Polar Biology

, Volume 34, Issue 5, pp 775–780

Antarctic DNA barcoding; a drop in the ocean?

  • Rachel A. Grant
  • Huw J. Griffiths
  • Dirk Steinke
  • Victoria Wadley
  • Katrin Linse
Short Note

DOI: 10.1007/s00300-010-0932-7

Cite this article as:
Grant, R.A., Griffiths, H.J., Steinke, D. et al. Polar Biol (2011) 34: 775. doi:10.1007/s00300-010-0932-7

Abstract

Coordinated, circum-Antarctic sampling expeditions during International Polar Year 2008/09 have given access to comprehensive collections suitable for DNA barcoding. Collaborations between the Census of Antarctic Marine Life (CAML), the Marine Barcode of Life project and the Canadian Centre for DNA Barcoding have enabled the Antarctic scientific community to initiate large-scale DNA barcoding projects to record the genetic diversity of Antarctic marine fauna, coordinated by the CAML Barcoding Campaign. A total of 20,355 marine specimens from more than 2,000 morphospecies covering 18 phyla are in the processing pipeline, and to date, 11,530 sequences have been processed with the remainder due by the end of 2010. Here, we present results on the current geographic and taxonomic coverage of DNA barcode data in the Southern Ocean and identify the remaining gaps. We show how DNA barcoding in the Antarctic is answering important questions regarding marine genetic diversity and challenging current assumptions of species distribution at the poles.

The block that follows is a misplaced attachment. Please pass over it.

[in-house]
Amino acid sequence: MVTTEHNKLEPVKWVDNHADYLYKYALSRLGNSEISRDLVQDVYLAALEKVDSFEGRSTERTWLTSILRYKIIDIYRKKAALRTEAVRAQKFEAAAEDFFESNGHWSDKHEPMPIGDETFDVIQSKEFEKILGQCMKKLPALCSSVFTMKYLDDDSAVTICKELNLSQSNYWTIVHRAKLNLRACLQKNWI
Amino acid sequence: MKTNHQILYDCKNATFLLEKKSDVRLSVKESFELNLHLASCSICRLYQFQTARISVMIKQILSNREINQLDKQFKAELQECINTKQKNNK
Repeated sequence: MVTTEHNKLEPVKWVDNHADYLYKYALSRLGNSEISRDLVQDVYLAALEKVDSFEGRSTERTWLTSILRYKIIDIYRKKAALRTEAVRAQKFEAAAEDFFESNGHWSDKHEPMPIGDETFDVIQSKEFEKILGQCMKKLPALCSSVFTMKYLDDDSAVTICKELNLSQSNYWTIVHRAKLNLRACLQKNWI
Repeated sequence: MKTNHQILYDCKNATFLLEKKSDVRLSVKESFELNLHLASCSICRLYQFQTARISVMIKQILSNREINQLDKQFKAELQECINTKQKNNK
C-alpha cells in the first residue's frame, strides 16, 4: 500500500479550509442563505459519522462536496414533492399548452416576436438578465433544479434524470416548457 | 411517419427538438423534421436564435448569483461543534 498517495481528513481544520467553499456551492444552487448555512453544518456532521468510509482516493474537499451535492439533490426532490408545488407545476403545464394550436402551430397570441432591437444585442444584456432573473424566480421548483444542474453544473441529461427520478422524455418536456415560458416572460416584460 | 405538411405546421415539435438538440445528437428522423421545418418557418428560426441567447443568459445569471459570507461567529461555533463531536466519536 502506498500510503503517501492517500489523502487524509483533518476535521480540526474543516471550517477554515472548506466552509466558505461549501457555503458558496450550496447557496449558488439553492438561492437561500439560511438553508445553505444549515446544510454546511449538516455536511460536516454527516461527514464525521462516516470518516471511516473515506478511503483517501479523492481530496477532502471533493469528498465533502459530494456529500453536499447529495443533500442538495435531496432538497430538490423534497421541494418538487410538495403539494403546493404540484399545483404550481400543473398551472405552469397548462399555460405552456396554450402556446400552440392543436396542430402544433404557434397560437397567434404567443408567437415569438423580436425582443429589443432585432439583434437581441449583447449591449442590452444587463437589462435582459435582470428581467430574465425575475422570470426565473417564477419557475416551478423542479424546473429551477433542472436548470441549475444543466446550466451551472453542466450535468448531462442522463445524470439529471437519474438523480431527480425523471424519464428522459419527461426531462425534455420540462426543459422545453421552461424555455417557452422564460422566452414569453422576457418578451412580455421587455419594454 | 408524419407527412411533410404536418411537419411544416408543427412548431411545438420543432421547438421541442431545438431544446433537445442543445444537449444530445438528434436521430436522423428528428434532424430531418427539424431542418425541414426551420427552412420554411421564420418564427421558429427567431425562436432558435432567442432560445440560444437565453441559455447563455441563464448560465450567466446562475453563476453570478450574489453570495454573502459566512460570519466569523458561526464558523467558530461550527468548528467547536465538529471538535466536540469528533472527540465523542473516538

Keywords

Circumpolarity Marine Cryptic species Biodiversity Southern Ocean 

Copyright information

© Springer-Verlag 2010

Authors and Affiliations

  • Rachel A. Grant
    • 1
    • 2
  • Huw J. Griffiths
    • 2
  • Dirk Steinke
    • 3
  • Victoria Wadley
    • 4
  • Katrin Linse
    • 2
  1. 1.Scott Polar Research InstituteUniversity of CambridgeCambridgeUK
  2. 2.British Antarctic SurveyCambridgeUK
  3. 3.University of Guelph, Biodiversity Institute of OntarioCanadian Centre for DNA BarcodingGuelphCanada
  4. 4.Department of the Environment and HeritageAustralian Antarctic DivisionKingstonAustralia